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Yahrzeit Wall

Yahrzeit Wall

yahrzeit-wallOn January 23, 2015 Rabbi Holin at the erev Shabbat service dedicated our beautiful Yahrzeit Wall is in recognition of the need to remember: to consciously recall moments and loved ones.

There are different ways to remember our loved ones: thinking about someone whose soul is in the olam ha’ba/”the world to come” and saying kaddish is a time honored way to do so; establishing a fund in his or her name is another; and one of the most tangible ways to do so is the dedication of a yahrzeit plaque. The sight of a yahrzeit plaque in memory of a loved one connects us to those we loved, and especially the knowledge that it is here, in the sanctuary, the house of God, that a plaque has been dedicated in their memory.

Yahrzeit is a Yiddish word that means “year time”: hence the acknowledgement of the “anniversary” of a death. Traditionally, a person observing the yahrzeit of a loved one is called to the Torah during a weekday service on which the yahrzeit is observed, or on the preceding Shabbat. A 24-hour memorial candle is lit on the eve of the day of the observance, symbolic of the phrase in the Book of Proverbs, “The soul is the lamp of God” {Proverbs 20:27}. Devotion to family has made yahrzeit one of the most widely held observances in Judaism. The yahrzeit plaque is tangible, heartfelt evidence of piety. On some memorial walls, electric bulbs – symbolic of the words, “The soul is the lamp of God” – are turned on next to the names of those whose yahrzeits are being observed: a practice, not a custom, that we veered away from in favor of placing plaques on the center column for the week of the Shabbat during which their yahrzeit falls. We feel that the beauty of our Yahrzeit Wall, and the central position of those plaques when their yahrzeit is observed, is eloquent testimony to the love that is felt in the hearts of those who remember them.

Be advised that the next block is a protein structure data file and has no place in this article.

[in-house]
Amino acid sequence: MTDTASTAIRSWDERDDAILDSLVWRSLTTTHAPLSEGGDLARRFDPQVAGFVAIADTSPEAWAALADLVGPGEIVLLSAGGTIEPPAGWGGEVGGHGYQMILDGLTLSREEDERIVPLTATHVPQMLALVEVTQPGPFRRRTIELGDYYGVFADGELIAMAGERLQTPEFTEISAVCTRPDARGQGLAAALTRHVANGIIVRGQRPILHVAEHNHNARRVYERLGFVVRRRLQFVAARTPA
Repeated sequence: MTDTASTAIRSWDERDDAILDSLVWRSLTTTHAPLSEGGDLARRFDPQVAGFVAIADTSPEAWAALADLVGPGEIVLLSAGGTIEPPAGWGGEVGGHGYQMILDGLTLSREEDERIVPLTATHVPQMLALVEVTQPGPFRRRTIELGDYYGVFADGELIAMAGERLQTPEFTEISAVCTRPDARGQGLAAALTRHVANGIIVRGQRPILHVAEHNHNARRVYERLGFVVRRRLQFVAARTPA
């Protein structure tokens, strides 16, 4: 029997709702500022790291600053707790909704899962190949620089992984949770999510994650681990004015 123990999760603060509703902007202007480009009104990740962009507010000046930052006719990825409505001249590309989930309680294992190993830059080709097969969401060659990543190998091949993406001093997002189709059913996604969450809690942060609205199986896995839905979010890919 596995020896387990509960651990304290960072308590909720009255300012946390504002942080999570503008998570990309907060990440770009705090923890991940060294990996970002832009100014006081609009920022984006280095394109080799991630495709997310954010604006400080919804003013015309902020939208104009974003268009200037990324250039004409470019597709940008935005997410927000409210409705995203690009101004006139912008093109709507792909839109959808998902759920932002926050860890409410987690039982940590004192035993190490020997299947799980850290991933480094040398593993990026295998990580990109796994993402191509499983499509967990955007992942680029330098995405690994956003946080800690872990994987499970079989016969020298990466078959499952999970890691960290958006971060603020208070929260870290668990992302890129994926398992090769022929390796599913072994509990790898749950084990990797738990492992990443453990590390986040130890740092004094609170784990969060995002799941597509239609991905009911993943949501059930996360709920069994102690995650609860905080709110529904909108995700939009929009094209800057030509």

Memory is such an important part of our tradition, Biblical narratives, and ritual observance. Zachor u’shmore: “Remember and observe” we read in the Book of Deuteronomy {5:15}. However, our avote v’imahote – our ancestors – were wise enough to know that memory alone is not enough: it must be harnessed to deed.

The dedication of a yahrzeit plaque is personal and profound. It is meaningful and moving. The presence of memorial plaques dedicated to our loved ones inspires us to consider what they mean to us even as space and time from the dates of their deaths expand. This is one of the ways that they remain close.

Five Hebrew words from the Book of Psalms are on our Yahrzeit Wall: ושבתי בבית יהוה לארך ימים

“I shall dwell in the house of the Lord forever” {Psalm 23:6}

The names of our loved ones, engraved on memorial plaques, dwell in our minds and hearts, and here in our sanctuary, in the makom/the place where God is most manifest.

Our Executive Director (Elaine Stevens, 215.635.3110, execdir@kolamielkinspark.org) will gladly answer all of your inquiries about purchasing a memorial plaque for your loved one.